The diverse marine life and the plentiful hard and soft corals that can be found at this site make it perfect for all levels of divers, including underwater photographers who want to capture the thrilling moments they will experience here.
Watch out for puffers, eels, giant clams, and turtles, among many other imaginable creatures. Leopard sharks and guitar sharks may also make an appearance.
Amongst the abundance of marine life you can find colorful soft corals
7 Islands Reef:
7 Islands Reef is, without a doubt, one of the most popular dive sites in Coron. This is a dive site you should bring your underwater camera too, as the beauty of the rich, varied marine life is truly astounding. Enjoy a night dive here for further adventure)
Another popular dive in Coron is Kalambuyan Reef, as there is a lot of diverse marine life to see here, from vibrant corals to colorful fish of all sizes. This calm site offers excellent visibility, making it another perfect place to take some underwater photos.
Coron Bay is also known as “the poor man’s Chuuk Lagoon”
The variety of ships sunk at Chuuk Lagoon, the contents of the cargo holds and the other items such as aircraft’s that are available in the perfect conditions of the lagoon, are unmatched.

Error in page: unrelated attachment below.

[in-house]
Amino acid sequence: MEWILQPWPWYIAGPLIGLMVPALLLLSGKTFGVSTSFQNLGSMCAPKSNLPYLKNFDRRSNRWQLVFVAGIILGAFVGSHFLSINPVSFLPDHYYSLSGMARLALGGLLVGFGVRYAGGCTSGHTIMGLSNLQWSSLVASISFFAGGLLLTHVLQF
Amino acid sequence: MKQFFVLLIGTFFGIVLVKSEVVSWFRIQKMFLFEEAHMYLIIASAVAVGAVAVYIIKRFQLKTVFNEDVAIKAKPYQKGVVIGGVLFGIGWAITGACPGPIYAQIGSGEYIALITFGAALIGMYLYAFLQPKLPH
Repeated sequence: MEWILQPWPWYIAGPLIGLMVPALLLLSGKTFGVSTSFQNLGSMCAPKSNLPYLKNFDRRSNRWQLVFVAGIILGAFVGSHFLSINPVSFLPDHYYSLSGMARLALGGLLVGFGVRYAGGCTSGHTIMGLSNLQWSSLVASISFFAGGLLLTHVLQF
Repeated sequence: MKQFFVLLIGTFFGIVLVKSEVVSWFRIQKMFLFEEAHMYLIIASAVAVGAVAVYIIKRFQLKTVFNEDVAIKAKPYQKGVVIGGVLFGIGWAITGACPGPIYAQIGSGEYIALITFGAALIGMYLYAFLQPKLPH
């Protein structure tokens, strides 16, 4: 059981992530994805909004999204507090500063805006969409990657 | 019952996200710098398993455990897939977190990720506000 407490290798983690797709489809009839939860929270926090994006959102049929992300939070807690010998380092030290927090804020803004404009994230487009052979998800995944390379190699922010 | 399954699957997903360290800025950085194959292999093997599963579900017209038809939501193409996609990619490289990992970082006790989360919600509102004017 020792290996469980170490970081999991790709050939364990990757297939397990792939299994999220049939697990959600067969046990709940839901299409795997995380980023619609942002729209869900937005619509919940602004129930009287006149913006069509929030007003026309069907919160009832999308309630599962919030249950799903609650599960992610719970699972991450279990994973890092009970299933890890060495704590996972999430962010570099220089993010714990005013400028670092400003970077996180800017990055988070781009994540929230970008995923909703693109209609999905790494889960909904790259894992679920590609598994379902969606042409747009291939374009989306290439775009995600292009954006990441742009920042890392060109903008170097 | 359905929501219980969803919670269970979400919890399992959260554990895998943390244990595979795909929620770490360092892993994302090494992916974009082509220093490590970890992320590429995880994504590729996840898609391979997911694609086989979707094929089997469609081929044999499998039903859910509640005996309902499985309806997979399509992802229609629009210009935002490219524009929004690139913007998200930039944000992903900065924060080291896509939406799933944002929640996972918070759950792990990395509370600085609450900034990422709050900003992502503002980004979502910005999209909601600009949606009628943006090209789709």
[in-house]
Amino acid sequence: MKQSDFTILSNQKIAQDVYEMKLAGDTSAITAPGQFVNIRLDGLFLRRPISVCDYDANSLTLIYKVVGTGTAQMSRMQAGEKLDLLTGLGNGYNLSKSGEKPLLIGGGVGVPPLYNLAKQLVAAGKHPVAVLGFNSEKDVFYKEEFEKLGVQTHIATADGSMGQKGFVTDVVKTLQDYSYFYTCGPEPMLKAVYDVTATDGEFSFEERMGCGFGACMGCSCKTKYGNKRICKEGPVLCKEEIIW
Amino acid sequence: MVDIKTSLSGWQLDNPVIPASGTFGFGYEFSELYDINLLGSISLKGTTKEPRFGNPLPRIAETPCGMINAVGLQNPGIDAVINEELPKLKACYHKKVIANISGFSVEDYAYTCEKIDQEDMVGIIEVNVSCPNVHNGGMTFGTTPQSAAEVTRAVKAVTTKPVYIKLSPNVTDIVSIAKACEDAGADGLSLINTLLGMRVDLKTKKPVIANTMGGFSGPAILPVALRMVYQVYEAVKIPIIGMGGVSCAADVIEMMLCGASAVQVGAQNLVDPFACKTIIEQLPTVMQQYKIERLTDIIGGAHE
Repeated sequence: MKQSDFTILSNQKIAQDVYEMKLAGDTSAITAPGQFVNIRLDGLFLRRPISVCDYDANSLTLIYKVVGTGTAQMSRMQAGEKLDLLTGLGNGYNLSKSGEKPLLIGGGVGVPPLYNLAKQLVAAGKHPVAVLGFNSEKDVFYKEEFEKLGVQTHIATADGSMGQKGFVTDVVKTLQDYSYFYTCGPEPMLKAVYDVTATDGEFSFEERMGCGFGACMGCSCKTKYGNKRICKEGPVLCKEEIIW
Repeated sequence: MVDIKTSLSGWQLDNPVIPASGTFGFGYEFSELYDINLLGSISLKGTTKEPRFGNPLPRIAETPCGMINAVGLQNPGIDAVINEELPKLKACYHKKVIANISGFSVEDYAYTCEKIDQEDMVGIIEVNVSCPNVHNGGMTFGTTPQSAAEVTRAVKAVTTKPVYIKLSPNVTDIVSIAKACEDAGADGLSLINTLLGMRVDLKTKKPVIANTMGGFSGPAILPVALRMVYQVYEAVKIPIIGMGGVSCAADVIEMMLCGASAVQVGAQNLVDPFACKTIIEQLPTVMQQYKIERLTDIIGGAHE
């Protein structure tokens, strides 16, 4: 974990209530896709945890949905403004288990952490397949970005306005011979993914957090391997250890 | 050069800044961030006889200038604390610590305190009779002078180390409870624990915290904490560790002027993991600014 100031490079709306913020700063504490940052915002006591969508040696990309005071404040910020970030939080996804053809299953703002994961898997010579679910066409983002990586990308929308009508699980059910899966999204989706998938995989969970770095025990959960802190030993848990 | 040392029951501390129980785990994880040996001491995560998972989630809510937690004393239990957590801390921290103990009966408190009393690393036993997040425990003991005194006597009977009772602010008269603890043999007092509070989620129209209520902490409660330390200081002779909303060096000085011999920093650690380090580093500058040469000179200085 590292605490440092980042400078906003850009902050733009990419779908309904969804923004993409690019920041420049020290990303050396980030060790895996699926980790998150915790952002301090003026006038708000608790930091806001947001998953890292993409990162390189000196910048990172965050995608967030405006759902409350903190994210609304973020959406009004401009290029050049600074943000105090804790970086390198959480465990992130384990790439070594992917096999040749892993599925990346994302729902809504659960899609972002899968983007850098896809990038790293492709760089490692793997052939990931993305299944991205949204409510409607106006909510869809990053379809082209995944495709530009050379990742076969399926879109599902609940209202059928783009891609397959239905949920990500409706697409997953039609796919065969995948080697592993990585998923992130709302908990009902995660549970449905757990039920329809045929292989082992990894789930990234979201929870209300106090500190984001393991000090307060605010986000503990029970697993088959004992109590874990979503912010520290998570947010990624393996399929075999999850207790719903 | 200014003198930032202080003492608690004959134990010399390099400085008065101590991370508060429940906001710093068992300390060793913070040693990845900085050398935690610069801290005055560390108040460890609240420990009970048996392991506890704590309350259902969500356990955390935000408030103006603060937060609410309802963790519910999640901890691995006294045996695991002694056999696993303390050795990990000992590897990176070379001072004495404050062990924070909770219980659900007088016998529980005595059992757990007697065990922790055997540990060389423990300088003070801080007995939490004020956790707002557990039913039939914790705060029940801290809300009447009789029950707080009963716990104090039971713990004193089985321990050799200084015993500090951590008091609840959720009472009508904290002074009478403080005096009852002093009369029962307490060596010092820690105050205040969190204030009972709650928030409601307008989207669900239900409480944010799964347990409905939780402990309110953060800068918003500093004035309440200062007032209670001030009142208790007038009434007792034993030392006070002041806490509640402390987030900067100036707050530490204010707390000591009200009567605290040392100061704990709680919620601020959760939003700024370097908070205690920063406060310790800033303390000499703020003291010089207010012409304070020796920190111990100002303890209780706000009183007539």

While nothing can compare to Chuuk Lagoon, Coron Bay does have an excellent range of shipwrecks and is easier to get too than Chuuk.
Coron Bay offers a vast selection of WWII Japanese wrecks and premium coral reefs. The surrounding islands offer some unique lake and cave dive opportunities.
While many of the dive sites are suitable for divers of all levels including novice Open Water Divers, some sites require a deep diver certification with preferably Nitrox certification.
The WWII History of Palawan and Coron Bay
In September 1944, American Naval Aircraft attacked some Japanese Navy and Army cargo ships in Manila Bay. The Japanese Navy started to withdraw a here ships from Manila Bay and headed for the sheltered waters of Coron Bay.